“When a violent storm blew down the camp’s flagpole, lifeguard tower, several trees, and the one and only electric power line,” Sorensen would recall in his 2008 memoir, Counselor, he was left with the job of “telling a story to 130 boys huddled in a darkened mess hall to keep them safe, quiet and calm. I no longer remember what story I told, but I was touched to learn from a recent letter that at least one of those campers still remembers that dramatic night roughly sixty years ago.” Dern’s experience was less romantic. “From nine on, I was forced to camp every summer,” he told Interview magazine years ago. “Not a volunteer. I played with the wrong kids so they made me go to camp to straighten me out.” (Steve told me that venerable parental motive is now mostly a tired stereotype.)

Except for two emergency-room doctors who’d seen the effects of the coronavirus firsthand, “any doctor I consulted felt that camp was the safest place for kids,” Steve told me. “And I think they saw that the alternative was, My kid’s gonna be home; they’re gonna get bored and go out to Starbucks and run into everybody else. And they’re also just probably at wits’ end with keeping their kids. A lot of kids look forward to this so much; it’s what keeps them in the game the rest of the year.”

A university virologist told Steve that the biggest risk would be for counselors and staffers older than 20. Indeed, some camps that are choosing to operate are mandating strict pre-arrival 14-day quarantines for counselors and requiring them never to leave campus all summer. “We figured that’d last about six weeks before staff lost their mind,” Steve said.

Camp sessions typically run from mid-June to mid-August, and they can’t start much earlier or run much later because of school schedules. Minnesota has already ruled that overnight camps cannot open until at least July, and Steve didn’t feel he could string campers, parents, and his staff of 50 along, then give them maybe two weeks’ notice to show up. (The camp draws from 27 states and five countries.) By running for half the summer, he’d lose just slightly less money than he will by closing altogether.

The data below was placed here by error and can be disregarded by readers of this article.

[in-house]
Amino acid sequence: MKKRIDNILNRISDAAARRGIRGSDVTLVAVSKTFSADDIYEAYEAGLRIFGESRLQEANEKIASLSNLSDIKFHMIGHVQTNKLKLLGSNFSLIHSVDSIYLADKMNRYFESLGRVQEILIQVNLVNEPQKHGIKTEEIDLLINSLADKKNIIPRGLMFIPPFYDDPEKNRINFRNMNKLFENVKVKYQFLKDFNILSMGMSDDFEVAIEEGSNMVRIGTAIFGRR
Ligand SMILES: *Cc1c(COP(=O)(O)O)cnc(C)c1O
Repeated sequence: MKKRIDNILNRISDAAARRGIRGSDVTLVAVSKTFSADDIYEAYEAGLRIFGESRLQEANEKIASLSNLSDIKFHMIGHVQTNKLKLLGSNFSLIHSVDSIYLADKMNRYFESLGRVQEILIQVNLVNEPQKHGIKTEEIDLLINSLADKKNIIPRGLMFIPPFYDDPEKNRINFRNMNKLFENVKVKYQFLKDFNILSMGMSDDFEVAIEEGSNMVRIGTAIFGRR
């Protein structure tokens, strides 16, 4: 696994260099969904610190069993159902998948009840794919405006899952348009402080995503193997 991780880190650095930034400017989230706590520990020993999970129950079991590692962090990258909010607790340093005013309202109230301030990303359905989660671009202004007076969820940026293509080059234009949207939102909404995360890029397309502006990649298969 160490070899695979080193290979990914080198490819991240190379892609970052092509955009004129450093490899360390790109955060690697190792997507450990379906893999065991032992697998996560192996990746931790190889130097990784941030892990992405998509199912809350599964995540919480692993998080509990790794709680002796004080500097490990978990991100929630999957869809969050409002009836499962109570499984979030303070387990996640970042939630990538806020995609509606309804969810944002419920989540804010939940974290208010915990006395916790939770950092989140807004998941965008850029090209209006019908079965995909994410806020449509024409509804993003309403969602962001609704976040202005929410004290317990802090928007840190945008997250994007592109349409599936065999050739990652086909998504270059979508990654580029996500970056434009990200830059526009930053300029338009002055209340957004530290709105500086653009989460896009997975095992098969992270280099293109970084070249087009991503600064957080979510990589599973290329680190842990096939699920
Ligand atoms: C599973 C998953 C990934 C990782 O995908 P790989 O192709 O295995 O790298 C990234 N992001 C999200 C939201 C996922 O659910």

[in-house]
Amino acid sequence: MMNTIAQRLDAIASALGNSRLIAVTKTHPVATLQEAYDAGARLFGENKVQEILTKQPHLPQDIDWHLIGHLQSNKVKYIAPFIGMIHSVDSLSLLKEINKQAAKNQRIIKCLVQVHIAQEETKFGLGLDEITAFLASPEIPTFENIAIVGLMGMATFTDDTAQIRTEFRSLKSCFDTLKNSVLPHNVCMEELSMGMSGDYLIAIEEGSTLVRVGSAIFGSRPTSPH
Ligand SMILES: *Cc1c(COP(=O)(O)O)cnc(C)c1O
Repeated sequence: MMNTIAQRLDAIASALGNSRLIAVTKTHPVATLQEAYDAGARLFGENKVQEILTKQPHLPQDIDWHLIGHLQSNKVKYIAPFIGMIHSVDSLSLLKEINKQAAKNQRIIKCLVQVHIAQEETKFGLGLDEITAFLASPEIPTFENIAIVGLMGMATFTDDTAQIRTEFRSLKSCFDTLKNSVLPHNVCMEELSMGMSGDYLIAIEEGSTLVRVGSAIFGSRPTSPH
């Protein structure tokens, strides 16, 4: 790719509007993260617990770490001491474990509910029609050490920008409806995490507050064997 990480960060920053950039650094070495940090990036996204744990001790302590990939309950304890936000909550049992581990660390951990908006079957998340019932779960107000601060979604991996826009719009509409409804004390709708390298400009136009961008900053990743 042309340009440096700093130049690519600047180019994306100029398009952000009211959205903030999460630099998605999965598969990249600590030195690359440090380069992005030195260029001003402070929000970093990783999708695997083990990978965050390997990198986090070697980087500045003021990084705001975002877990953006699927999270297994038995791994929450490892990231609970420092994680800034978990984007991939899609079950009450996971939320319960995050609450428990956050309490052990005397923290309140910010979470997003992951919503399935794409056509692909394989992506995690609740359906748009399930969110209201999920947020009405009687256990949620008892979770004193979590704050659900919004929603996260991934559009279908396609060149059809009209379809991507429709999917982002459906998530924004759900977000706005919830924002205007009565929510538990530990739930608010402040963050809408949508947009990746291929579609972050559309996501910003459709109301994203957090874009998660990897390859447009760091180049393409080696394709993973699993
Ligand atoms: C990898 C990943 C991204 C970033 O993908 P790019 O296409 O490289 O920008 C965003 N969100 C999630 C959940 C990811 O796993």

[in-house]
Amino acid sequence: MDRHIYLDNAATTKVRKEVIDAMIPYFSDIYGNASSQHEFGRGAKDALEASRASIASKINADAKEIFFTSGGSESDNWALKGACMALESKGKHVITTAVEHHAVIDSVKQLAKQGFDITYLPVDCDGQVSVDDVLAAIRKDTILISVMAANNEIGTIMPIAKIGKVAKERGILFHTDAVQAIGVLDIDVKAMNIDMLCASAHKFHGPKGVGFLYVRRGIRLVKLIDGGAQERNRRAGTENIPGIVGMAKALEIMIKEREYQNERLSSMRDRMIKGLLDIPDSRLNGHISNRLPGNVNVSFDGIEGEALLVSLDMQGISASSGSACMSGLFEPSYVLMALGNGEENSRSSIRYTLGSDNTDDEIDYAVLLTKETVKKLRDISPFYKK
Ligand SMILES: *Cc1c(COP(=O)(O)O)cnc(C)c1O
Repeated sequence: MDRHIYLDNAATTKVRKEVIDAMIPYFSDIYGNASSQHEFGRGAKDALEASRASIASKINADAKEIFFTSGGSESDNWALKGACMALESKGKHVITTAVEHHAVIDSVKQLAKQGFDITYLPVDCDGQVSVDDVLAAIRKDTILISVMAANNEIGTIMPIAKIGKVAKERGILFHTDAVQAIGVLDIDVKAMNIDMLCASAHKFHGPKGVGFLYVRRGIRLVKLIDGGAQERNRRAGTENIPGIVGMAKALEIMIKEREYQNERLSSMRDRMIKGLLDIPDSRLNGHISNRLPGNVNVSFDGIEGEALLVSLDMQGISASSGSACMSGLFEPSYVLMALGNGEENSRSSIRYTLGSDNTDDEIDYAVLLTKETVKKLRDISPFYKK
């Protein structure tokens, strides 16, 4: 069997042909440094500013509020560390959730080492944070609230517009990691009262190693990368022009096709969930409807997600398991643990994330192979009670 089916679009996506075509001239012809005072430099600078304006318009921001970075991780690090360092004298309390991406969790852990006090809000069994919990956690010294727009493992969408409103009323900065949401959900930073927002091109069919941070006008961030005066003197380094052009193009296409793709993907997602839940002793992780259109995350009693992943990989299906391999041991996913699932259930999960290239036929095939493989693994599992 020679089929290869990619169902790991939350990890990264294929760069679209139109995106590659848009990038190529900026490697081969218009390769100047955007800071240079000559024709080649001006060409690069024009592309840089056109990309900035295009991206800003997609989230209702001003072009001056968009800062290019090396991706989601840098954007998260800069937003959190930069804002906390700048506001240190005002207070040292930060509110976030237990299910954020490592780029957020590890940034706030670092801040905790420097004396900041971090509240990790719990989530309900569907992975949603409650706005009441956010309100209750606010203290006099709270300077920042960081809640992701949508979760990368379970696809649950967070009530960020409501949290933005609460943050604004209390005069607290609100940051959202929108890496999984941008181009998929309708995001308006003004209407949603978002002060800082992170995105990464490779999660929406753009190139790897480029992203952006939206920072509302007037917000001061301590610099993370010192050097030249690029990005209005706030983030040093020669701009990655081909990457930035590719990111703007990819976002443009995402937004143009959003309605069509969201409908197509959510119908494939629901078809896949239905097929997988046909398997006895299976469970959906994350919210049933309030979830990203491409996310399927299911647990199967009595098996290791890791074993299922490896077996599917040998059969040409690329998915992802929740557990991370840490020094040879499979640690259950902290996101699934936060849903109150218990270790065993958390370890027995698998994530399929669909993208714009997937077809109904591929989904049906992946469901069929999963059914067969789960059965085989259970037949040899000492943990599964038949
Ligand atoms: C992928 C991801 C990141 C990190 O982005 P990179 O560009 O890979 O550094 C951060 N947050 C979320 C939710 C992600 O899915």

“The whole industry’s falling into two camps, if you will,” Steve said. “One, create a bubble. Let no one in, let no one out. Which sounds good, but wait until some guy breaks down in his boat on the lake and wanders in, or your UPS driver makes a mistake. You couldn’t guarantee a bubble, fully. And then the other one is to treat everybody like they’re shedding the virus, which is not conducive to camp.”

If a flood or tornado had destroyed Mishawaka’s buildings or made the road to camp impassable, insurance would cover the loss of revenue, but the pandemic is excluded under Steve’s policy. With the help of his longtime local banker (“Oh my God, they’re the frontline heroes of the economy!”), he got a modest five-figure loan under the Paycheck Protection Program, which will allow him to bring some staffers to Grand Rapids this summer to brainstorm what “Camp 2.0,” as he calls it, might look like.

“I would really have liked to have a year under my belt to figure this out, because the virus might not be going anywhere,” he said. “I think, logistically, there’s an answer for how it could be done. I just couldn’t promise that we could do it in six weeks on the fly.”

As of now, the government guidelines are pretty general—“promote healthy hygiene practices,” one CDC flowchart recommends. They are also potentially unworkable: How do you send a suddenly sick kid home to Mexico from rural Minnesota on short notice? Taking more time to think things through seemed the only sensible option for Steve.

He agonized over his decision to close this summer, and doesn’t pretend it’s the only right one. Camps with less-diverse populations, or those closer to major hospitals, might well balance different interests.

“I just don’t want to appear to be that one guy in Minnesota who thinks he’s smarter than everybody else and everybody else is stupid for opening,” he said. “There are people who have the ability to run their programs, and I wish them nothing but success. And they’re providing a vital service.” But, he added, “everybody’s scared shitless, no matter what they’re saying.”

So I asked my brother, what would camp be like without singing?

“It would be a helluva lot quieter,” he said with a chuckle, before adding more poignantly, “the other thing, though, is that even the tone-deaf camper has a place in the camp choir. Boys who would never join a choir at school, or girls who would never join a choir at home, sing freely and loudly at camp.”